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Old 03-28-2013, 01:16 AM   #1 
Naladari
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IAL to soften water?

The water around where I live is very hard and I was hoping to soften it up. Would IALs be a good natural alternative for this?
If not what chemicals during water changes would you recommend?
Are there any good alternatives besides IALs and Oaks Leaves to soften the water?
How will it affect my snails?
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Old 03-28-2013, 04:54 AM   #2 
caissacrowntails
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I heard filtering the water through peat moss also helps to soften the water a bit, another way is mixing the water with "pure water" for example distilled or RO water. I dunno about others, but I myself rather not use chemicals, unless it's strictly necessary.
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Old 03-28-2013, 05:01 AM   #3 
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If your water is extremely hard with a high KH (carbonate hardness value) then peat moss and IAL are probably not going to do much to shift it.

They may help a little, but what you really need to do is to cut your water with something like RO that is itself very soft. It's usually the only way I have seen it done with people that have had the same problem.

With that said, if you are worried about the effects of hard water on a betta, they are very adaptable fish. I know of several members on this site who have successfully kept and even spawned bettas in harder water.

What matters most is that the pH is consistent. Unless you have a particularly sensitive species, most fish can adapt to pH that is outside of the 'ideal' range.
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Old 03-28-2013, 07:35 AM   #4 
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Quote:
Originally Posted by LittleBettaFish View Post
If your water is extremely hard with a high KH (carbonate hardness value) then peat moss and IAL are probably not going to do much to shift it.

They may help a little, but what you really need to do is to cut your water with something like RO that is itself very soft. It's usually the only way I have seen it done with people that have had the same problem.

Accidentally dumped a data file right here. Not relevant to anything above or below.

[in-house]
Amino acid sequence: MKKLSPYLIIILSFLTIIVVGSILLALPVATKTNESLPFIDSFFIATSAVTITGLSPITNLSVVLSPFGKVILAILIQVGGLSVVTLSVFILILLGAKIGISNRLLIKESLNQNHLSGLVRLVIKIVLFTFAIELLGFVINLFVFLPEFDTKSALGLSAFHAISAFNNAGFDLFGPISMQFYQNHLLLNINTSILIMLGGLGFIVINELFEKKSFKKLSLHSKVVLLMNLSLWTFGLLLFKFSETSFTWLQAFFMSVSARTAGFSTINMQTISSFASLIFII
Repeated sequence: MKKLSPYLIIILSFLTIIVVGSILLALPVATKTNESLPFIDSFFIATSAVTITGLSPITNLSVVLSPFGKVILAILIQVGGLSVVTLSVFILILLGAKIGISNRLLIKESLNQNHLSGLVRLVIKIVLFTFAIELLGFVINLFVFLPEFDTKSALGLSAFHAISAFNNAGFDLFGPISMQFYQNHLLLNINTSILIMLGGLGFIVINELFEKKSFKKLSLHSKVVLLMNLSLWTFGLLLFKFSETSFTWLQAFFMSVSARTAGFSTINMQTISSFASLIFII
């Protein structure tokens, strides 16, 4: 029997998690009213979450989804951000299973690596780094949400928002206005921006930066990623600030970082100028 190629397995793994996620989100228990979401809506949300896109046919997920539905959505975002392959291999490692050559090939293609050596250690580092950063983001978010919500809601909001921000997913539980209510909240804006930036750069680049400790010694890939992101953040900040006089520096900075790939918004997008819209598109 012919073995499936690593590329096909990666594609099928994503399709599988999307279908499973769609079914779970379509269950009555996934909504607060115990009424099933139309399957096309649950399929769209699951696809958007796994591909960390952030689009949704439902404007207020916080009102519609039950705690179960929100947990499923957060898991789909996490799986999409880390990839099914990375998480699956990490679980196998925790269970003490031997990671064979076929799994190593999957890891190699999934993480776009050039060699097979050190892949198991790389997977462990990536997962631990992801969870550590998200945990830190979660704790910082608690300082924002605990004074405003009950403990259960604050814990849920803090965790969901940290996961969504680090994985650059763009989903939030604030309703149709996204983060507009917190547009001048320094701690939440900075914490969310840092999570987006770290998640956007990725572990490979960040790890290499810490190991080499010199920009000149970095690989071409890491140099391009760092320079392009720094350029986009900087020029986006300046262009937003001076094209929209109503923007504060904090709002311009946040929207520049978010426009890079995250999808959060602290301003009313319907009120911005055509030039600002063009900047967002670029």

With that said, if you are worried about the effects of hard water on a betta, they are very adaptable fish. I know of several members on this site who have successfully kept and even spawned bettas in harder water.

What matters most is that the pH is consistent. Unless you have a particularly sensitive species, most fish can adapt to pH that is outside of the 'ideal' range.
The reason I want to lower the hardness is for shrimp in the future. I was hoping to do it very gradually though. I also heard adding driftwood helps which I had planned to do anyways.
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Old 03-28-2013, 08:49 AM   #5 
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The problem is that all you are doing by adding peat, IAL, or driftwood, is adding tannic acid to the water. You are not actually decreasing the hardness of the water at all - you are simply lowering the pH by adding additional acids to the water. Your water still has the exact same minerals that it had before, and your pH being lower really doesn't mean much - especially when it comes to shrimp.

What you need to be considering is lowering the overall hardness. You can do this using RO or even distilled water, and remineralizing it. You don't even need expensive remineralizers, although you'll get more exact results using them. You can do a simple RO or DI and tap water mix.

What kind of shrimp are you keeping? If you are keeping some sensitive Caridina species, I would recommend doing thorough research on GH and KH, getting tests for both, and possibly even a TDS meter. You'll need to understand that GH and KH are MUCH more important numbers than pH.